Test our Minds; Search our Hearts
Speaker: The Rev'd Jim Quigley
At the 9 and 11:15 services during this season after The Epiphany we’ve been using alternative versions of the Prayers of the People which are taken or modified from a new planning guide for worship published by the Episcopal Church. These versions of the prayers always include versicles and responses gleaned from some portion of the scripture readings appointed for the day, most often the reading from the Old Testament.
The versicle and response in the example appointed for today, the sixth Sunday after The Epiphany, was taken from the reading from the prophet Jeremiah. After each petition in the prayers the litanist would say these words: “Test our minds; search our hearts,” to which the congregation would respond, “Hear our prayer.” When working on this week’s form for the prayers, I consciously used a different versicle and response, the reason being that there was something in me that reacted quite negatively to the suggestion that we would actually invite God to do such a thing as that – test our minds and search our hearts – perhaps because of what my unconsciousness was telling me that God might find in each of us if our Lord were to take a good look, and what Jeremiah seemed to know so well: “The heart is devious above all else; it is perverse – who can understand it?” Let’s not pray for that! I thought!
In choosing a different versicle and response for the prayers of the people in this morning’s liturgies I successfully avoided what I later found to be inescapable as I began preparing for this week’s sermon, namely that today’s lessons portray a God that just doesn’t seem that appealing – a God who curses those who trust in mere mortals, in those whose hearts turn away from the Lord; a God who in the laments of the Psalter watches over the way of the righteous but allows the wicked to perish. That kind of God seems just, perhaps, but also cruel and unforgiving.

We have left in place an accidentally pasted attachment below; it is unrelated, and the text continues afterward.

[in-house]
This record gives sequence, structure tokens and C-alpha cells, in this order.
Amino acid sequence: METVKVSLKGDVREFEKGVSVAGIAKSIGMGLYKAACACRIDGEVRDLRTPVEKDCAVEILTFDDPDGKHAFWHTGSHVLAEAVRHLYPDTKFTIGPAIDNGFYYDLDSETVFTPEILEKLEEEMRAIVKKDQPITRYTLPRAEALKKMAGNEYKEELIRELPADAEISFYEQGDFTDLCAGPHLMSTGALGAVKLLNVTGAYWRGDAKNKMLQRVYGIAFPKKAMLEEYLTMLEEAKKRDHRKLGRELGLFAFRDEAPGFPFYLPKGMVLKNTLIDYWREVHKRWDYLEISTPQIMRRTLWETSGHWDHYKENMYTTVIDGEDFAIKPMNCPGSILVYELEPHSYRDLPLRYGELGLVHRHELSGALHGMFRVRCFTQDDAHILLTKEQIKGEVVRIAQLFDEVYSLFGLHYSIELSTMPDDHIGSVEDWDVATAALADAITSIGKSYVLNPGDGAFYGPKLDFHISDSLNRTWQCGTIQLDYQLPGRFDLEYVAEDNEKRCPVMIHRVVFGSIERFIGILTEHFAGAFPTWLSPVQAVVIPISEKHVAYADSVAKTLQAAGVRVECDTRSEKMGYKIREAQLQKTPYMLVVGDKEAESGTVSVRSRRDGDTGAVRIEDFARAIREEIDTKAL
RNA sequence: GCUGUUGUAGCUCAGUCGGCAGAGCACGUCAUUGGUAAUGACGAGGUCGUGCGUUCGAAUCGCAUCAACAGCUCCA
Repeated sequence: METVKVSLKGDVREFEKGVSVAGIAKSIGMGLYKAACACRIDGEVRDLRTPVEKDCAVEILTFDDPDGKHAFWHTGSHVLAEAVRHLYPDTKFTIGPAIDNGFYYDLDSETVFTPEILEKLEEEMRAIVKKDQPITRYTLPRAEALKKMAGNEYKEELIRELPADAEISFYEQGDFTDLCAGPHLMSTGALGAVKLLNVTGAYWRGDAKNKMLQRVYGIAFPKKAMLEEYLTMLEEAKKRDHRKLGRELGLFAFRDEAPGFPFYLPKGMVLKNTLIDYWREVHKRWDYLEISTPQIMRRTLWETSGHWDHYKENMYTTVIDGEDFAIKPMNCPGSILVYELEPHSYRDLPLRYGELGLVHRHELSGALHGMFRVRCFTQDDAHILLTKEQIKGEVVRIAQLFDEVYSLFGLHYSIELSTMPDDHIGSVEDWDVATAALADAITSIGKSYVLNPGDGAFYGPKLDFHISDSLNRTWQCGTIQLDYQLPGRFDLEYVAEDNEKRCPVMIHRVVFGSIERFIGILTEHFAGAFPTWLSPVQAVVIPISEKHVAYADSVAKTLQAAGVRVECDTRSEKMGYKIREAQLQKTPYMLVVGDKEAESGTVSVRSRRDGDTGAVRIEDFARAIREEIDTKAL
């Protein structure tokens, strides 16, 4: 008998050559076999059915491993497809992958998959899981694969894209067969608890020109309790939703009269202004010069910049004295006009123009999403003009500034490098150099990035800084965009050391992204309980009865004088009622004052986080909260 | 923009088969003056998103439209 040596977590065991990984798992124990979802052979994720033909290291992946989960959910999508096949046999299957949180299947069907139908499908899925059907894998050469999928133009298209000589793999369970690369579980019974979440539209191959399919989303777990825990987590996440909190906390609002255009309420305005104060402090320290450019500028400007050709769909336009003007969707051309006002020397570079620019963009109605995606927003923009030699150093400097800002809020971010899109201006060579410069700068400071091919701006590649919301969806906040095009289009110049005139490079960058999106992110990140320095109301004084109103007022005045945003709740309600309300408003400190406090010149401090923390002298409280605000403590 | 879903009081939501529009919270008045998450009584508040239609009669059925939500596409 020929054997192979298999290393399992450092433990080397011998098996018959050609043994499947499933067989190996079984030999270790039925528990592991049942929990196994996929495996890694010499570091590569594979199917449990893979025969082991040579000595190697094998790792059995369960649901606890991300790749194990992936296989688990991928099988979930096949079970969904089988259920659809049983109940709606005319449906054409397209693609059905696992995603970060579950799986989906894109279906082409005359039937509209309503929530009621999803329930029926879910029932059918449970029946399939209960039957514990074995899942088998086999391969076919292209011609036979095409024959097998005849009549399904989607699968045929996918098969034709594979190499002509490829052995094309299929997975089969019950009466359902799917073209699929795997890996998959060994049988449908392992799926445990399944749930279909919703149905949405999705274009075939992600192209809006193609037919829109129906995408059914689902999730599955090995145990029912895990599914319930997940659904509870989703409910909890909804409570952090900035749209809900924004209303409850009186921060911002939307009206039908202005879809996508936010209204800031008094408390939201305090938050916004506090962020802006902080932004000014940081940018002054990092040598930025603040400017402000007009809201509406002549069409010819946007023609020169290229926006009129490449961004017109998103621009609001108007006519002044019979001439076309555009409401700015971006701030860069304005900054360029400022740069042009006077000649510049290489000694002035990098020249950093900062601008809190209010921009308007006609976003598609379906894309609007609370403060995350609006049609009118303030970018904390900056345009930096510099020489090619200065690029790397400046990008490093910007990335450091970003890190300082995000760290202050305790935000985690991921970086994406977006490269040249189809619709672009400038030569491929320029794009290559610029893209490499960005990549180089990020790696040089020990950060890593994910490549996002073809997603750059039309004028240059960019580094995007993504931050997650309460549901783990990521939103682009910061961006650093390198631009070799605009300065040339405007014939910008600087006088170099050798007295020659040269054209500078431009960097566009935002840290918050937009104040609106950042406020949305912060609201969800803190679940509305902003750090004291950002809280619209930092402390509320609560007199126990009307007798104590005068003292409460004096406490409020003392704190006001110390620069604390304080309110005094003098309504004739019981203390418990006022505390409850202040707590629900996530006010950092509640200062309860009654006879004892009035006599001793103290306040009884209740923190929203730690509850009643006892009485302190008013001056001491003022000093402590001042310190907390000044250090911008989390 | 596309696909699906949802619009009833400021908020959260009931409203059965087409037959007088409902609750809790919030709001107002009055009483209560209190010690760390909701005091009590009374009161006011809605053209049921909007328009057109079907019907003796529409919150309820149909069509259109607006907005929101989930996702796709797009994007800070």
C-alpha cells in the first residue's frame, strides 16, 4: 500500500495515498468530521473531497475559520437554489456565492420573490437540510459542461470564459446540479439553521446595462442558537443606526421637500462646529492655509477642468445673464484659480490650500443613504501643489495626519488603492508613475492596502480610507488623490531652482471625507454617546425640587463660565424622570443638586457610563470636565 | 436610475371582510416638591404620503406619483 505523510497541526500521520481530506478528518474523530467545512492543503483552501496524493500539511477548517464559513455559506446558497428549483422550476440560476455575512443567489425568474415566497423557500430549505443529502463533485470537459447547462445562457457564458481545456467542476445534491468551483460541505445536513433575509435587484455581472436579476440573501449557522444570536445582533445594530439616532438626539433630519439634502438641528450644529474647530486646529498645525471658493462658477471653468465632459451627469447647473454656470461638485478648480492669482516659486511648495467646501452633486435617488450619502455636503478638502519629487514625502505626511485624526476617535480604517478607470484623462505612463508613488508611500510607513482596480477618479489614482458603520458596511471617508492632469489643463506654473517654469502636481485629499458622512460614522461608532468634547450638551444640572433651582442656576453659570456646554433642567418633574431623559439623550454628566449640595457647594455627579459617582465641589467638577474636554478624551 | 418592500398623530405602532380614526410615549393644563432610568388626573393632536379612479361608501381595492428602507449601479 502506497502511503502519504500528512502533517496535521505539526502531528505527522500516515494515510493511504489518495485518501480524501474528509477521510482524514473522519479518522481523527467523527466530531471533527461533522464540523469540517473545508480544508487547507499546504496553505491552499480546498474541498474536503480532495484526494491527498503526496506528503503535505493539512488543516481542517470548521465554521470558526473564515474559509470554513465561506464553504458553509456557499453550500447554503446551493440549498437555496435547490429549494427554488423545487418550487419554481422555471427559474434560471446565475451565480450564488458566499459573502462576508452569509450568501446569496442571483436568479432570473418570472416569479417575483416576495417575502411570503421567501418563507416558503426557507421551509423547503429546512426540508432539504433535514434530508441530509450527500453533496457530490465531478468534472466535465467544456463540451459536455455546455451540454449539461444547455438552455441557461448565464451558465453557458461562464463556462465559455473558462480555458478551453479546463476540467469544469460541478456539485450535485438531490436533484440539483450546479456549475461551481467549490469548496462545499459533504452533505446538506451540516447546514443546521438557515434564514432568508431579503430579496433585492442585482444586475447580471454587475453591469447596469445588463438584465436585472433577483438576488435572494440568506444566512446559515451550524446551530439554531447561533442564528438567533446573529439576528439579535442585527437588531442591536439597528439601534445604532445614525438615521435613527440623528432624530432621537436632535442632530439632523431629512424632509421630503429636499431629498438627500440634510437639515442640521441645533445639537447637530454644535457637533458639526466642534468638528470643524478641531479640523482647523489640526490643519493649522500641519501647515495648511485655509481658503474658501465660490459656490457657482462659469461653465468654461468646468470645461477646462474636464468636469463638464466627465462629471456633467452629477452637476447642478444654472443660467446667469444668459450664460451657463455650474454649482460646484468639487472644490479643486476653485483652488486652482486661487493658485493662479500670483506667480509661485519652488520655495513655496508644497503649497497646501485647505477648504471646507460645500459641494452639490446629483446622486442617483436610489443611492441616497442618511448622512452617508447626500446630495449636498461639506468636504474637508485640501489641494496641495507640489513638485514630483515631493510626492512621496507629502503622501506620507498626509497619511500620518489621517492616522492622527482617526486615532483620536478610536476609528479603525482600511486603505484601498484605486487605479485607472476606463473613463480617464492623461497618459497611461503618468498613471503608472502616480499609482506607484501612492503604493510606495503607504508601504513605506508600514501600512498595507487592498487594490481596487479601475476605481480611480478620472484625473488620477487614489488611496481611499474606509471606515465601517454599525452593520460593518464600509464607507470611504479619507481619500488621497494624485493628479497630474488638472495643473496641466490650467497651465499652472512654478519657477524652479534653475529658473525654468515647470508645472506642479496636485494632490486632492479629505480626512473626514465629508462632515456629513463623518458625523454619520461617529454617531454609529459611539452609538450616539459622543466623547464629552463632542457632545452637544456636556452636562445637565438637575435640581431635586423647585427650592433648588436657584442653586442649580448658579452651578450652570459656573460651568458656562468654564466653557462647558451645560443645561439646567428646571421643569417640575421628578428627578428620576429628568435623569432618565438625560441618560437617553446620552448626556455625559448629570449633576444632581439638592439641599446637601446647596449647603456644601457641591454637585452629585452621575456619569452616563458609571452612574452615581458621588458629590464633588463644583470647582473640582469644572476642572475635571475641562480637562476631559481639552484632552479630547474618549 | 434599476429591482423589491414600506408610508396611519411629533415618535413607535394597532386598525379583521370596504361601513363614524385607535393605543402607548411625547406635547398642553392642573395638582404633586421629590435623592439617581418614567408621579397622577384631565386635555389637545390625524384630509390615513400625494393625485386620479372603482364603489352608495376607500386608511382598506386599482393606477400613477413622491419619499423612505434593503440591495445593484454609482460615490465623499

It seems to me that the compilers of our lectionary chose this particular text from Jeremiah because it so closely parallels the theme of the first Psalm, not to mention the reading from chapter six in Luke’s Gospel, yet another passage of scripture that in Jesus’ own words doesn’t provide people blessed by circumstance with power and privilege – people like us perhaps – very much relief from the supposed “angry God” of the Hebrew Scriptures: “Woe to you who are rich, for you have received your consolation. Woe to you who are full now, for you will be hungry. Woe to you who are laughing now, for you will mourn and weep.”
Blessings and curses, these are called, and we can trace them from Jesus’ lips back to Moses and the substance and style of Deuteronomistic tradition and the Wisdom literature of the bible: “Better is a dry morsel with quiet than a house full of feasting and strife. A slave who deals wisely will rule over a child who acts shamefully and will share in the inheritance as one of the family. The crucible is for silver, and the furnace for gold, but the Lord tests the heart. An evildoer listens to wicked lips; and a liar gives heed to a mischievous tongue. Those who mock the poor insult their Maker; those who are glad at calamity will not go unpunished,” etcetera, etcetera.
If there is any relief at all to be found in today’s scripture (you know that I don’t really mean this) one might look to Paul’s letter to the Corinthians and the odd debate about the resurrection from the dead, an argument that to me has as much to do with how one makes one’s way in the temporal world as it does with inheriting eternal life after death: Saul himself was one who prospered in the way of the wicked until he was knocked off his high horse on his way to Damascus and by God’s grace and forgiveness was given not only a new name but a new life. He, by virtue of the resurrection, was raised from death to life. That’s a notion that comes from Deuteronomy too!